HBCU Game Time

HBCU GAMETIME: The King of Punting

Credit: AP Photo

The HBCU sports season is officially on, and as host of the national sports talk radio show, From the Press Box to Press Row, I cover all the action on the games that showcase our Historically Black Colleges and Universities. HBCU GameTime will provide a weekly rundown on what’s happening on the field, and occasionally other sports-related topics. Let’s play!

Donal Ware, HBCU GameTime

Donal Ware, HBCU GameTime

When former Boxtorow All-American punter Marquette King played at Fort Valley State University in Georgia, most of the punters (and kickers) were White.

Now that King is in the NFL, he has the distinction of being the only punter that’s a brother. As a matter of fact, in the history of the NFL, there have only been four Black punters.

The most notable is the now deceased Reggie Roby, who was selected All-Pro seven times and is a member of the NFL 1980s All-Decade Team.  For his career, Roby averaged 43.3 yards per punt.

But this isn’t about Black and White.  It’s about production.

After averaging 43 yards per punt as a senior at FVSU, King was signed to as a non-drafted free agent by the Oakland Raiders in 2012, eventually signing a three-year deal.  The Raiders, realizing his talent, put him on injured reserve after he suffered a foot injury in the preseason.

The Raiders already had a veteran punter in Shane Lechler, who is currently with the Houston Texans, the NFL’s all-time leader in career punting average (47.5).  They did not resign Lechler after the 2012 season, but brought in more competition for King, signing former Vikings punter Chris Kluwe who had recently been released.

On September 1, Kluwe was waived. King has paid dividends for the Raiders. During Monday Night Football last week, King averaged 52.5 yards per punt on six punts with a long of 66.  He is averaging 48.5 yards per punt, which is currently sixth in the league. He also has an added role as the holder for place kicker Sebastian Janikowski–one of the best to ever do it.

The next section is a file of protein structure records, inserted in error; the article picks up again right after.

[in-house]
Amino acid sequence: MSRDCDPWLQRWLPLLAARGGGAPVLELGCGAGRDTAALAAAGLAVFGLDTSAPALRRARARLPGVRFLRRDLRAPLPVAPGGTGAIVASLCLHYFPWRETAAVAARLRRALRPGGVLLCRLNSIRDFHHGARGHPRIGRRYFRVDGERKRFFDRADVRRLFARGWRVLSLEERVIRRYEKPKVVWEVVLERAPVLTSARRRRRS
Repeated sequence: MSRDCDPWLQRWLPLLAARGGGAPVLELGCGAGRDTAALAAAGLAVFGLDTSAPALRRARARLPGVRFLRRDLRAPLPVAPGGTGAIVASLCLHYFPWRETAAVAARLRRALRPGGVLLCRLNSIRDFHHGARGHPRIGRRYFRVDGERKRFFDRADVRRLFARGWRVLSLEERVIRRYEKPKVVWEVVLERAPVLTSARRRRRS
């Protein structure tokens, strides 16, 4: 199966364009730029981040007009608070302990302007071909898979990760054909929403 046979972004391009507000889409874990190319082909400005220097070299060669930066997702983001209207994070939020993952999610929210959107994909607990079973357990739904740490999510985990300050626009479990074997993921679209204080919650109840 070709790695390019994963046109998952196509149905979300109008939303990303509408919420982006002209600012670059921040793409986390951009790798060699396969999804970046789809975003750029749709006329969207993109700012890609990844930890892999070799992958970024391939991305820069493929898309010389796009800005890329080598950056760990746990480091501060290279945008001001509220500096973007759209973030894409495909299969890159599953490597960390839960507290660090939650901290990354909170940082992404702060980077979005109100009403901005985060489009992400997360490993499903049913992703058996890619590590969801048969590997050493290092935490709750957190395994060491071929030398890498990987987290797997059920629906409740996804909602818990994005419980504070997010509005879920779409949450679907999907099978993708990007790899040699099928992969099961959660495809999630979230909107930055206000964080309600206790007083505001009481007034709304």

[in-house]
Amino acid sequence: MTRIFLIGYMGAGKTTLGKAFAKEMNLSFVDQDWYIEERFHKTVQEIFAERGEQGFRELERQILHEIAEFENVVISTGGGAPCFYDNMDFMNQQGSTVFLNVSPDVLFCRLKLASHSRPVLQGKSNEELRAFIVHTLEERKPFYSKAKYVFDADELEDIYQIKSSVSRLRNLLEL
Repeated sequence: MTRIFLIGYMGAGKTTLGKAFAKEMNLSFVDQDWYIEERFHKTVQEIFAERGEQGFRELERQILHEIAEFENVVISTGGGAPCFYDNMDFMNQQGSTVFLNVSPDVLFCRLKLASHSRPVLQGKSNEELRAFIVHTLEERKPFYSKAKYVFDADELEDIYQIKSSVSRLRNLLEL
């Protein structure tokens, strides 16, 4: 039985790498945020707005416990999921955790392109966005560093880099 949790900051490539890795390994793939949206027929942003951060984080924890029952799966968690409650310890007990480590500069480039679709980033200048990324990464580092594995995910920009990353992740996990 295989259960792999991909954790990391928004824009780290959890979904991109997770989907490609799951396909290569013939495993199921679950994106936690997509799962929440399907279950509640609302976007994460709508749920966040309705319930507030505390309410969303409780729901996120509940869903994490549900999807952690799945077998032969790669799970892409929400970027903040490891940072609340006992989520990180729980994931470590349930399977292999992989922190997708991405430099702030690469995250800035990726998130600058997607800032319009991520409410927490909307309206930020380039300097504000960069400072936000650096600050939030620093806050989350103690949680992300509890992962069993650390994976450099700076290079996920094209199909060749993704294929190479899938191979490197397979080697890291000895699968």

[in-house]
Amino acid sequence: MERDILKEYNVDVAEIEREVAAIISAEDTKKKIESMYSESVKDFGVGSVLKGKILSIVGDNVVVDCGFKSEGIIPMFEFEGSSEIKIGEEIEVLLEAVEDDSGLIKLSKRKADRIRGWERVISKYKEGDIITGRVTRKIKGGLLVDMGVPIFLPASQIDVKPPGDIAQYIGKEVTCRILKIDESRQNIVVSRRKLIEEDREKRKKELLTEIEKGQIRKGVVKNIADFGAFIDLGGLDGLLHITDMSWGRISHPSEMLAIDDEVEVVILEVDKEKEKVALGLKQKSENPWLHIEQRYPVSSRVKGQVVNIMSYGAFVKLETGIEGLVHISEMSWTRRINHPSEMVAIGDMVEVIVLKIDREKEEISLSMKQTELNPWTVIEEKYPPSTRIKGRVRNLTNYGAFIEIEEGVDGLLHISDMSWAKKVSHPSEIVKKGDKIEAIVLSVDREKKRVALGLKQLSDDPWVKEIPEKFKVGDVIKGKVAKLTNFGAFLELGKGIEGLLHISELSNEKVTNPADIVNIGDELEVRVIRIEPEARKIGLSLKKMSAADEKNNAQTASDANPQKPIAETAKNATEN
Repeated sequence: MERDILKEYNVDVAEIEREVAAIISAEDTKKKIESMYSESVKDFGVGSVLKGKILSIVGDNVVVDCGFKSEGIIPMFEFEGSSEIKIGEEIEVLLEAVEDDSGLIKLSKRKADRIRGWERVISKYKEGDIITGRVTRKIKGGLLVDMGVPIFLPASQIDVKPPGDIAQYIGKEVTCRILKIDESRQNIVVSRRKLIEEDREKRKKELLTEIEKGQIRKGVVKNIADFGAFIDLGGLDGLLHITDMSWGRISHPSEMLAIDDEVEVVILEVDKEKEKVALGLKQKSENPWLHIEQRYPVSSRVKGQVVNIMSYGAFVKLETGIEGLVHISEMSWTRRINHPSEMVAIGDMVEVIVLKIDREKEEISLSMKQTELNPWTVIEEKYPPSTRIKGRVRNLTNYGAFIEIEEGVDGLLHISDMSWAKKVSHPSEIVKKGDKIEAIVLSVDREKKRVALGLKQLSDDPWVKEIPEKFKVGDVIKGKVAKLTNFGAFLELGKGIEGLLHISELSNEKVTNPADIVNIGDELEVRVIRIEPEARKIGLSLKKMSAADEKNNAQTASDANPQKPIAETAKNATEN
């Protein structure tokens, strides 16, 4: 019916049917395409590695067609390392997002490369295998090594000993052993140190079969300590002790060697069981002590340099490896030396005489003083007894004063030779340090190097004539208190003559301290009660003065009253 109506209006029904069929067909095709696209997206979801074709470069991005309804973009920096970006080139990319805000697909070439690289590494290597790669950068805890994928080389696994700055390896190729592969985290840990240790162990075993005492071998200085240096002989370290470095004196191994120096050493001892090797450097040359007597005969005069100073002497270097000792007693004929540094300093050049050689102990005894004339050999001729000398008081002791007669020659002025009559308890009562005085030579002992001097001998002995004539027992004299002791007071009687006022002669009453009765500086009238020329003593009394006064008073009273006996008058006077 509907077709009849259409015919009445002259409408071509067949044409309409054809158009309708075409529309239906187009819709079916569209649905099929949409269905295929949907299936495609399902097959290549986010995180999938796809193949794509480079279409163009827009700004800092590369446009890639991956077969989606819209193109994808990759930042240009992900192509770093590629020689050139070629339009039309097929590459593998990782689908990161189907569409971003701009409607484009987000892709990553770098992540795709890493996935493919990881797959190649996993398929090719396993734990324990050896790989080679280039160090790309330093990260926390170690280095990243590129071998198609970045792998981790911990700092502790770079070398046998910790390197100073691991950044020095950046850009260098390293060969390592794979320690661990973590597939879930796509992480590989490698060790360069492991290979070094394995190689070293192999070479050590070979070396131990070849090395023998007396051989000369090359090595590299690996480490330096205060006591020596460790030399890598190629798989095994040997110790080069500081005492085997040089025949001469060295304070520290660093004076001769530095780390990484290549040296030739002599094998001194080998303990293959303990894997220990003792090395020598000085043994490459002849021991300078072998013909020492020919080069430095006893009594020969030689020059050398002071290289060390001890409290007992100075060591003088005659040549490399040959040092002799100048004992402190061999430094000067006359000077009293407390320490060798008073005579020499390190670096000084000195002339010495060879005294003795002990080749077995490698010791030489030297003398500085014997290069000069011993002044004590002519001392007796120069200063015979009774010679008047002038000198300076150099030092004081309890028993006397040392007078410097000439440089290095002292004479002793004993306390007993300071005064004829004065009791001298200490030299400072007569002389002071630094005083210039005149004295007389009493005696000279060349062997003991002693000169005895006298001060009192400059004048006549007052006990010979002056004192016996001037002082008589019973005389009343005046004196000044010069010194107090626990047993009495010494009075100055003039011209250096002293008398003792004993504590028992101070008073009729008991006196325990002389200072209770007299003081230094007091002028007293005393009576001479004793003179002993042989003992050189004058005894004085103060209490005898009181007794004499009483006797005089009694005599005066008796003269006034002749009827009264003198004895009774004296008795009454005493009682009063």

‘I came as a wide receiver’

King was recruited to Fort Valley State University out of Rutland High School in Macon, Georgia to play wide receiver.  He says he was a pretty good wide receiver and chose Division II FVSU because they would give him the opportunity to be successful in his studies and as a student-athlete.

He says punting was something he did in his “spare time” leading up to his senior year in high school. After his freshman season at FVSU, there was a coaching change that in essence changed his life forever.

“They found out I could punt and made me stay at punter or they were going to take my scholarship,” King chuckled.  “I was kind of forced to stay at punter.”

As a junior, King punted 54 times for 2,144, averaging 39.7 per punt and placed 17 punts inside the 20-yard line.  He had a breakout senior year punting 60 times for 2,582 yards (43.0 avg.), having 21 punts downed inside the 20-yard line on his way to All-American honors.

He really began to be noticed by NFL scouts during the combine portion of the HBCU Bowl, where during one practice, he booted a ball 77 yards and got great hang time on his punts.

During the game he booted an 80-yard punt. From there he was invited to the NFLPA Collegiate Bowl, which is mostly open to Division I players, where he had a chance to work with Super Bowl winning head coach Dick Vermeil.

‘He won the competition’

The Raiders brought Kluwe in after he was released by the Vikings.  After a fierce battle, on the final day of cuts, two punters – King and Kluwe – remained on the roster.  The Raiders were only going to keep one.

When the final cut was made in September, King’s name was part of the 53-man roster. “He out-punted him,” head coach Dennis Allen said of King.  “Marquette won the competition as the punter.”

King wants to be as great as perhaps the man who is most widely recognized as the greatest punter of all-time, Ray Guy.  Guy played 14 years in the league, was a First Team All-Pro selection six times and is part of the NFL’s 75th Anniversary Team.

During his career, Guy averaged 42.4 yards per punt.  In his first year, Guy averaged 45.3 yards per punt, which was his best average in any season.

King has a long way to go, but is off to a great start.

You can follow Donal Ware on Twitter @dware1 and @boxtorow.